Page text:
Credit by Exam: Credit earned by passing advanced-standing examinations in a subject-matter field. Examinations can include: departmental exams, CLEP subject-matter exams and International Baccalaureate and Advance Placement exams given by the College Entrance Examination Board of Princeton, N.J. See Academic Policies: Advanced Standing - Credit By Exam.
Credit: The following applies to MU courses, regardless of mode of delivery. One credit represents approximately three hours of a student’s time each week for one semester. This may mean one hour in lecture or standard classroom instruction, in addition to two hours spent in preparation. According to State of Missouri policy, a credit hour is a permanently transcripted instructional activity in which one semester credit hour shall consist of a minimum of 750 minutes (for example, 15 weeks x 50 minutes per week) of classroom experiences, such as lecture, discussion, or similar instructional approaches, or a minimum of 1,500 minutes of such experiences as laboratory, studio or equivalent experiences. Both of the above are exclusive of registration and final examination time. Greater amounts of supervised practicum or internship instruction are normally required to be the equivalent of one credit. (Also referred to as Units.)
Cross-level Course: A cross-level course is a course offered at both the undergraduate and the graduate level. Undergraduate students enroll in a course numbered in the 4000 range and graduate students enroll in a course numbered in the 7000 range. Lectures and discussions may be held jointly, but different graduate level work will be required of students in the 7000-level courses. (They are also referred to as combined sections.)
Cross-listed Course: A course that is considered the same as, and often may meet with a section of, another course with a different curricular abbreviation and possibly a different course number. (They are also referred to as combined sections.)
Curriculum: An organized program of study arranged to provide integrated cultural or professional education.
Curriculum Designator (Subject Area): A specific area of instruction within an academic organization. These are the subject matter headings that appear in the Course Catalog and the Schedule of Classes.
Dean’s Signature: The dean’s signature is the mark of approval for certain academic actions, such as approvals to withdraw at certain points in the term. Usually a “dean’s signature” refers to a stamped signature from the academic advising office within the academic unit. A dean’s signature may also be the signature of the dean or associate dean of the college or school. When instructions indicate that a student should obtain a dean’s signature for approval of a process, students should first inquire in the academic advising office for their degree program.
Degree: A formal award or title conferred upon an individual for the completion of a program or courses of study.
Degree Audit Report: MU uses a degree audit system called DARS for short, which tracks degree programs. Many academic units and departments use these reports to assist in advising students. Students may look at their own DARS reports using myZou.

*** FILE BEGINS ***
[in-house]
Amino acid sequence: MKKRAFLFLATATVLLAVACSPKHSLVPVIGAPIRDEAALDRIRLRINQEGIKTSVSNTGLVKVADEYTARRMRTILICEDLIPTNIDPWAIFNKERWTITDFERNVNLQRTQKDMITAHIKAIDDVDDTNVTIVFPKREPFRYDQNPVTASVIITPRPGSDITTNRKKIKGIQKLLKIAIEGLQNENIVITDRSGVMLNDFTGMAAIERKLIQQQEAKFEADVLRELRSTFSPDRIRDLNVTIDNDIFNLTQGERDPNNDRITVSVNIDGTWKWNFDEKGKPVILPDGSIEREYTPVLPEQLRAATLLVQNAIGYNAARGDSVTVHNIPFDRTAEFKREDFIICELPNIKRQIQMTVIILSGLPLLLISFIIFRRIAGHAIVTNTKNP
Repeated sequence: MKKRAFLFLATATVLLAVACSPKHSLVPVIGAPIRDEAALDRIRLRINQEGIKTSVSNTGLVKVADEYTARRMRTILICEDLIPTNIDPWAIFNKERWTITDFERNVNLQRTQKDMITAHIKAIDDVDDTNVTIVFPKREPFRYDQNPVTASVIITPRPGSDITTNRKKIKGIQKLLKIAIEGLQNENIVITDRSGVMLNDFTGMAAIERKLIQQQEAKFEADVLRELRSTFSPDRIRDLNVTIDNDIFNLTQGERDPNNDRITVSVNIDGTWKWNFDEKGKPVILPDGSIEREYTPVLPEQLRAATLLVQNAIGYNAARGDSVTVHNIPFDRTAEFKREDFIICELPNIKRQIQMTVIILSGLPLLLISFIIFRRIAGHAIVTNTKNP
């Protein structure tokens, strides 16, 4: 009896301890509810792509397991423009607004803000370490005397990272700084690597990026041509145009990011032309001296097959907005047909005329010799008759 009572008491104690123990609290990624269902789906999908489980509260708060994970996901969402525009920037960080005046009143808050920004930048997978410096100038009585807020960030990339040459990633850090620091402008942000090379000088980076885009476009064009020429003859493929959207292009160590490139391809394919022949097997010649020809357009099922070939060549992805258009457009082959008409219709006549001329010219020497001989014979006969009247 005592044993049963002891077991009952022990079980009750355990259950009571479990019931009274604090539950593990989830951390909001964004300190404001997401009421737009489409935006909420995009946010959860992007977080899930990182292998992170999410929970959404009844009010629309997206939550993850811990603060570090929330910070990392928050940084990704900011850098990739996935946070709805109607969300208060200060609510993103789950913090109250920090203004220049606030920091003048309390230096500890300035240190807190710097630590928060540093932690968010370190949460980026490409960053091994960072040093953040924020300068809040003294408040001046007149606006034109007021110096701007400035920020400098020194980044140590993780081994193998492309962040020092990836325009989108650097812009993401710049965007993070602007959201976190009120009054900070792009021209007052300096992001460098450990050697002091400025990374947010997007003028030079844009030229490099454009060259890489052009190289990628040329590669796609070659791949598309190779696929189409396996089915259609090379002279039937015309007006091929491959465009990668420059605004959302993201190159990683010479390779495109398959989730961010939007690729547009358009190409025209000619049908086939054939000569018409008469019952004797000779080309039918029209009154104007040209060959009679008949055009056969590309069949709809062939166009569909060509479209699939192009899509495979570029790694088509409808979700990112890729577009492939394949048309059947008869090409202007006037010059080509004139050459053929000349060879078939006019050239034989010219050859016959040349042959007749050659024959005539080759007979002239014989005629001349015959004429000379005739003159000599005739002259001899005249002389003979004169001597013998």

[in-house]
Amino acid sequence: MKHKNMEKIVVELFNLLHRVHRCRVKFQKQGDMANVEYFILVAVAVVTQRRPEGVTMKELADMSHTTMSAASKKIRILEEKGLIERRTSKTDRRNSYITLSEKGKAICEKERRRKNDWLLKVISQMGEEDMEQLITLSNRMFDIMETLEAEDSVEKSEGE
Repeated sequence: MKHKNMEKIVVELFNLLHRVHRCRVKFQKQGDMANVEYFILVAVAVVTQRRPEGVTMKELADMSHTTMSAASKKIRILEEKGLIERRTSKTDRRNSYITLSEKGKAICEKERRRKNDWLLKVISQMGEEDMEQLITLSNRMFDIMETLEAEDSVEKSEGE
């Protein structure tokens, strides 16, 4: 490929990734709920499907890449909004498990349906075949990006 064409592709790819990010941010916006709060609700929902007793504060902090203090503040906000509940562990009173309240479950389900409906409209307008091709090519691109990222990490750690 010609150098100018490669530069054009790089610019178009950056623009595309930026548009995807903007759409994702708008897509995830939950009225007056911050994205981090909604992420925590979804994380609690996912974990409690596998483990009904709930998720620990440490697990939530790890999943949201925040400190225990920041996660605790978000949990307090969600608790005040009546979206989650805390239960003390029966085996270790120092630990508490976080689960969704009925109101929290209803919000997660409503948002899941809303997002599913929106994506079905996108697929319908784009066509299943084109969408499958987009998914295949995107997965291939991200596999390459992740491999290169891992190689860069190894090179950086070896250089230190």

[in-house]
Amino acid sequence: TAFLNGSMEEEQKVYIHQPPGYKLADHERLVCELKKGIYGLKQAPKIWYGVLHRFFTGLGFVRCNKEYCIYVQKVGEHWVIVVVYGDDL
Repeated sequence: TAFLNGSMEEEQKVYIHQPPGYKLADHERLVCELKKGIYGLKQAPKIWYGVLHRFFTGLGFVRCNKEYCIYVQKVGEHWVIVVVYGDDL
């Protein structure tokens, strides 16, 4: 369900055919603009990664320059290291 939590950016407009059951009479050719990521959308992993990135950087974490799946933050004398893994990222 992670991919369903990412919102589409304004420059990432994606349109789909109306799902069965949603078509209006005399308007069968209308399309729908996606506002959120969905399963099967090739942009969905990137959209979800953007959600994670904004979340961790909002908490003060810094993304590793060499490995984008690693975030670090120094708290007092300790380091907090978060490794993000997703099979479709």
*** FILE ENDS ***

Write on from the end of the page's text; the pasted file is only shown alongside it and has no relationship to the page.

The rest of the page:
Degree Program: A primary field of specialized study also referred to as a major or academic plan.
Discipline: A branch of learning or field of study (e.g., mathematics, history or psychology).
Dual Degree (undergraduate): A student may be granted two baccalaureate degrees if all requirements for both degrees have been met and the student has completed at least 12 semester hours of course work beyond that required for the first degree. See Faculty Handbook
Emphasis Area: A sub-area of specialized study within a major that has been formally approved. Emphasis areas are printed on students’ transcripts.
General Education (University): The MU Faculty has developed a comprehensive program of University general education course work that equips students with the skills, knowledge and foundations in the disciplines required of all informed citizens. All MU students must satisfy University general education requirements as a part of their undergraduate degrees. See General Education Requirements.
GPA of Record: The GPA stands for grade point average. A GPA of record is the official GPA. See Academic Policies: Grades.
Graded Course: A course in which credit is awarded if successfully completed. A course in which a student has enrolled as a “Hearer/Auditor” is not regarded as a graded course for that student.
Grading Basis: The grading system used to assign a grade. See Academic Policies: Grades.
Graduation: Graduation is the completion of all degree requirements, as recorded on the official transcript, and the conferring of a diploma.
Honors Course-Departmental: See Academics at MU: Course Numbering section. Catalog number is not followed by an “H”.
Honors Course-General: A course limited to honors-eligible students. Course has been approved by Honors college for use towards Honors Certificate or University Honors. Catalog number is followed by an “H”.
Honors Eligibility: See Undergraduate/Graduate: Honors College for more information.
Instructional Mode: The dominant delivery method of instruction of the class content.
- Traditional (TR): No online technology used -- content is delivered in writing or orally. May have a video of the class that is used during the initial delivery and viewed later. Course attributes should indicate this.
- Web Facilitated (WF): Includes face-to-face instruction. Includes those courses in which zero to 29 percent of the content is delivered online. May have a video of the class that is used during the initial delivery and viewed later. Course attributes should indicate this.